“Yeah. Yeah, nice talking to you. I’ve got to go,” he said in a rushed manner as he ran off into the direction he was originally heading.

Ambrose shouted back to him, “Bye!” with a wave and continued on his original path as well.   

As the teenager was running from who he saw in the crowd, he looked back to see Ambrose turning right at the next intersection and he nearly stopped in his tracks.

As Ambrose turned the corner, he was on a less crowded street. It never occurred to him to think why it was so deserted, not even when he was forcibly thrust up against a wall. Two green hands clenched either side of his collar as the owner of the hands began spatting at him in a language he didn’t know.

As the man continued to yell at him, Ambrose began to understand what was he saying. “What do you think you’re doing here, you colony trash?”

“I-I-I’m s-s-sorry?” Ambrose asked, stammering back in Latin, with a face of confusion and discomfort.

“Yeah, you should be,” the man said, still holding Ambrose’s shirt with his left, but had pulled his right arm back and had balled his right hand into a fist.

Midway into the man’s swing, the teenage boy grabbed his fist and said, in English rather than Latin, “I’m sorry, my cousin has never been to the big city before, it will never happen again,”

The man released his grip on Ambrose and relaxed his fist. “Make sure it doesn’t. This street is restricted for a reason.” Then he walked away and met up with another green man down aways.

 

As this situation occurred, three people of the red persuasion came around the corner at a fast pace. They immediately made a visual of the teenager, but as soon as they saw the Department of Defence officer, they vanish right back into the crowd.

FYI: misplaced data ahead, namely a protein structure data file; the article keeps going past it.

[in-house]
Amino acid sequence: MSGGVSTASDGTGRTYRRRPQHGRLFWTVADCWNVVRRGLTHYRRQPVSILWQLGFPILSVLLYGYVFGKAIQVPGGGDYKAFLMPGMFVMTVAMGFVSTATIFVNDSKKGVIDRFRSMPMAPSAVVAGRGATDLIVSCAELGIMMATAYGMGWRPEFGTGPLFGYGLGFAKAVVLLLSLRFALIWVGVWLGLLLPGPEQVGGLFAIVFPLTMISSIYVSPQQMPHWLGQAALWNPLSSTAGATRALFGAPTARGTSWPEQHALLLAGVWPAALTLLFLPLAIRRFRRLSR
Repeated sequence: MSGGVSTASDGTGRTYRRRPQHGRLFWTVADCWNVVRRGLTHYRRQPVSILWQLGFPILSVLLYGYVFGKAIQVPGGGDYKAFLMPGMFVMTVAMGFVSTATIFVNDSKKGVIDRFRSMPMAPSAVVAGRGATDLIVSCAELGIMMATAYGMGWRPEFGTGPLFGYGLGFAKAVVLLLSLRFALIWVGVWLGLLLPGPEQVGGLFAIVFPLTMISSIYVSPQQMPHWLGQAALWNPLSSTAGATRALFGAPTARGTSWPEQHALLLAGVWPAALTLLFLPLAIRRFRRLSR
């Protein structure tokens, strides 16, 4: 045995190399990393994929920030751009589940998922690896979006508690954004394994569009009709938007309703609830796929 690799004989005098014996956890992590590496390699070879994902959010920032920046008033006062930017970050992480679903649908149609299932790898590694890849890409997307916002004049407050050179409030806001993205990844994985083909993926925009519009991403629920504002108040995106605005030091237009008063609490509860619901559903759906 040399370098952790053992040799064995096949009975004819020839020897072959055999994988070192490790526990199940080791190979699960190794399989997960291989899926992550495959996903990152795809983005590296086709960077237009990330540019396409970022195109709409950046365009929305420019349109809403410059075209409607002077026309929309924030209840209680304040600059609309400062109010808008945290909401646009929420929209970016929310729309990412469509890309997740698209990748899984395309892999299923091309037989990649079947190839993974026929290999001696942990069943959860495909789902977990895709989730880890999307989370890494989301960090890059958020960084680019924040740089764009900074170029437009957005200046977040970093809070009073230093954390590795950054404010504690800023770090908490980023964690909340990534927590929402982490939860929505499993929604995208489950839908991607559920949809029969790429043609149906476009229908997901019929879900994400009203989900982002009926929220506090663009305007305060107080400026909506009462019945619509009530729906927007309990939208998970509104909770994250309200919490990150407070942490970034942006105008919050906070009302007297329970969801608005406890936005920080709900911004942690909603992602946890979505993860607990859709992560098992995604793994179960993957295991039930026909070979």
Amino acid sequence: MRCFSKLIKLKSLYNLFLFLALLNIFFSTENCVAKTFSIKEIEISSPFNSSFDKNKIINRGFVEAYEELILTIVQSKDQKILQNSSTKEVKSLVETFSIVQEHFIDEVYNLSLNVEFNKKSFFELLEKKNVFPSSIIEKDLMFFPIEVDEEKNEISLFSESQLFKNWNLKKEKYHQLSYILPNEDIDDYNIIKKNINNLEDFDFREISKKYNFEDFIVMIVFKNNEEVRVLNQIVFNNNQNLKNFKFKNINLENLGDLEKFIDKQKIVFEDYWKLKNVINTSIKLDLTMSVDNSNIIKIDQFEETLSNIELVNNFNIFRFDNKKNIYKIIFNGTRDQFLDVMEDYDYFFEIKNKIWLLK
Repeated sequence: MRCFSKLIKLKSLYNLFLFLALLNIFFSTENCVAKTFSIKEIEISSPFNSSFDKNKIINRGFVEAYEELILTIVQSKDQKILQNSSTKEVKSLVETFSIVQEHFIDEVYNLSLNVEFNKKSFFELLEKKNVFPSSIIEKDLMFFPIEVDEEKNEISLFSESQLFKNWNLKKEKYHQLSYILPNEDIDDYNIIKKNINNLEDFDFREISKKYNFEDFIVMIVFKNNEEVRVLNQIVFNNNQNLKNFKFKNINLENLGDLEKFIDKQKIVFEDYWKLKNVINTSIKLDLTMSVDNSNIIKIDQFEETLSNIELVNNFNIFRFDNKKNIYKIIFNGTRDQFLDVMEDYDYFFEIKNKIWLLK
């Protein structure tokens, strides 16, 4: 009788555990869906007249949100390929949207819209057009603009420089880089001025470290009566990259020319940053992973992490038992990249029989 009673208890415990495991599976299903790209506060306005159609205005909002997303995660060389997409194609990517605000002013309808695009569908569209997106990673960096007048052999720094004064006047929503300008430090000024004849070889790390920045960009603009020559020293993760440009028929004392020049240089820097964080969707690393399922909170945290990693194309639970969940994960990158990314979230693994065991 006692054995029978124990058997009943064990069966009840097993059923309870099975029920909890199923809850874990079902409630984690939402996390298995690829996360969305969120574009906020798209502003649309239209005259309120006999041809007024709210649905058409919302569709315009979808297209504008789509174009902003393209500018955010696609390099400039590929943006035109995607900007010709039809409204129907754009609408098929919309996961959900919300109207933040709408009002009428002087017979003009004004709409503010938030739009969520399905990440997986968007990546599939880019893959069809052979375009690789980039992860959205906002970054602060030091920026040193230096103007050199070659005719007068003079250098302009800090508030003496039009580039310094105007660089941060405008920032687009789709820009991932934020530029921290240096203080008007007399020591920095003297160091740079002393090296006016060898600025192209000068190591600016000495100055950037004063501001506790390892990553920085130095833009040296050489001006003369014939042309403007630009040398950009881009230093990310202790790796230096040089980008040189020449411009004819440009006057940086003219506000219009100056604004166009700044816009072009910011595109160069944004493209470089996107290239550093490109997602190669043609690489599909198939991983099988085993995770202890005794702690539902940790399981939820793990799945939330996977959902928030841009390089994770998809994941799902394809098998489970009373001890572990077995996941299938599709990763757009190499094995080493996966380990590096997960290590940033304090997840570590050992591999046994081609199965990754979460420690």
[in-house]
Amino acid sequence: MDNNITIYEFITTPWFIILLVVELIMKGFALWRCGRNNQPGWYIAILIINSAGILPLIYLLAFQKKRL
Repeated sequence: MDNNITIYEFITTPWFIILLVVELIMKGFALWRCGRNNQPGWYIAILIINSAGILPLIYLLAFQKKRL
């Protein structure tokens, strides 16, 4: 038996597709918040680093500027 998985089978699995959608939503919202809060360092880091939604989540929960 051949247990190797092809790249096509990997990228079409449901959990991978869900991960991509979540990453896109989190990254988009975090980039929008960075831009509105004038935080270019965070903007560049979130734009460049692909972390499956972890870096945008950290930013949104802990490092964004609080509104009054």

“Why don’t we go home?” the boy asked, loud enough for the officers to hear.

“Okay?” Ambrose said, too confused to argue.

The boy took his hand, which made Ambrose cringe, and went on leading Ambrose through the crowd to the outskirts of the city. Once there, there was no crowd, not even a soul in sight. All the street lights were cracked and busted. The short and stout buildings were decaying to a point that they were adding to the planet’s dusty levels. Also, unlike the other side of town, there was a bunch of laid stone separating the sidewalk from the rest of the sidewalk.

“What’s colony trash?” Ambrose asked as they slowed down.

“You understood what he was saying?” he asked, but only got a repeat of Ambrose’s question. “They want an empire but don’t want to deal with the cultures that come with it. Even if they created their most hated one.”

“Where are we?” Ambrose asked, abruptly, finally getting the chance to look about his surrounds, which made his stomach curl and his grip to get tighter.

“Old Aphrodite. Most of it was destroyed after a big sandstorm and the rest… well… was left forgotten.”